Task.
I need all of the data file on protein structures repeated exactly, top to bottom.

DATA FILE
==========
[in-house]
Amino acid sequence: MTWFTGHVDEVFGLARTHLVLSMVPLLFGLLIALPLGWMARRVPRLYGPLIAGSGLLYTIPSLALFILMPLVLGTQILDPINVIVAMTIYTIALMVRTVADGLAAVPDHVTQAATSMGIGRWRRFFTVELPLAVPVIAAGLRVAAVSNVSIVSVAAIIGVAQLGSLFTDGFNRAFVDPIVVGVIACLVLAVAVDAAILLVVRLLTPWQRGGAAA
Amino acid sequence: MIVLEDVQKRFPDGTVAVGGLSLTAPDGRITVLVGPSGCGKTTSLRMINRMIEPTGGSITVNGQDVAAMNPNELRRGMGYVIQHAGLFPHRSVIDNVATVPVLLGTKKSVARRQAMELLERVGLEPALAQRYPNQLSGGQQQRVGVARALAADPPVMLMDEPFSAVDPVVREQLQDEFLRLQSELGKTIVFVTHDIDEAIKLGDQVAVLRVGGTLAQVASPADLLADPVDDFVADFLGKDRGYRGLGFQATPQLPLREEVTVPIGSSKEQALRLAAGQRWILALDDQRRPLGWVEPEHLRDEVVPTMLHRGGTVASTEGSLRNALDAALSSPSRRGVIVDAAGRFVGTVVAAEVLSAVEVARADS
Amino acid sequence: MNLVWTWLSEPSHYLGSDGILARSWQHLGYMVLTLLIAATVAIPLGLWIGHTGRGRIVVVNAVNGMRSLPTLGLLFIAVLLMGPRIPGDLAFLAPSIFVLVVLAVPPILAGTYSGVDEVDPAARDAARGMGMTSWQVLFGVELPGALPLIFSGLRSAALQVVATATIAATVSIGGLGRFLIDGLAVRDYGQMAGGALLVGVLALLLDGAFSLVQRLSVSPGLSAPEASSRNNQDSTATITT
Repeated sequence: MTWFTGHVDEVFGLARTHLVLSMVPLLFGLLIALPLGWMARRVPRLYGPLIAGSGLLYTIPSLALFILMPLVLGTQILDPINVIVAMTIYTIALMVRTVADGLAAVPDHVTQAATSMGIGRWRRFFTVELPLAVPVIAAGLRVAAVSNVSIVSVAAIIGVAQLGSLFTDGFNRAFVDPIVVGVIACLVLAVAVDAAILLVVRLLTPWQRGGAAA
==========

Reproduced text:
[in-house]
Amino acid sequence: MTWFTGHVDEVFGLARTHLVLSMVPLLFGLLIALPLGWMARRVPRLYGPLIAGSGLLYTIPSLALFILMPLVLGTQILDPINVIVAMTIYTIALMVRTVADGLAAVPDHVTQAATSMGIGRWRRFFTVELPLAVPVIAAGLRVAAVSNVSIVSVAAIIGVAQLGSLFTDGFNRAFVDPIVVGVIACLVLAVAVDAAILLVVRLLTPWQRGGAAA
Amino acid sequence: MIVLEDVQKRFPDGTVAVGGLSLTAPDGRITVLVGPSGCGKTTSLRMINRMIEPTGGSITVNGQDVAAMNPNELRRGMGYVIQHAGLFPHRSVIDNVATVPVLLGTKKSVARRQAMELLERVGLEPALAQRYPNQLSGGQQQRVGVARALAADPPVMLMDEPFSAVDPVVREQLQDEFLRLQSELGKTIVFVTHDIDEAIKLGDQVAVLRVGGTLAQVASPADLLADPVDDFVADFLGKDRGYRGLGFQATPQLPLREEVTVPIGSSKEQALRLAAGQRWILALDDQRRPLGWVEPEHLRDEVVPTMLHRGGTVASTEGSLRNALDAALSSPSRRGVIVDAAGRFVGTVVAAEVLSAVEVARADS
Amino acid sequence: MNLVWTWLSEPSHYLGSDGILARSWQHLGYMVLTLLIAATVAIPLGLWIGHTGRGRIVVVNAVNGMRSLPTLGLLFIAVLLMGPRIPGDLAFLAPSIFVLVVLAVPPILAGTYSGVDEVDPAARDAARGMGMTSWQVLFGVELPGALPLIFSGLRSAALQVVATATIAATVSIGGLGRFLIDGLAVRDYGQMAGGALLVGVLALLLDGAFSLVQRLSVSPGLSAPEASSRNNQDSTATITT
Repeated sequence: MTWFTGHVDEVFGLARTHLVLSMVPLLFGLLIALPLGWMARRVPRLYGPLIAGSGLLYTIPSLALFILMPLVLGTQILDPINVIVAMTIYTIALMVRTVADGLAAVPDHVTQAATSMGIGRWRRFFTVELPLAVPVIAAGLRVAAVSNVSIVSVAAIIGVAQLGSLFTDGFNRAFVDPIVVGVIACLVLAVAVDAAILLVVRLLTPWQRGGAAA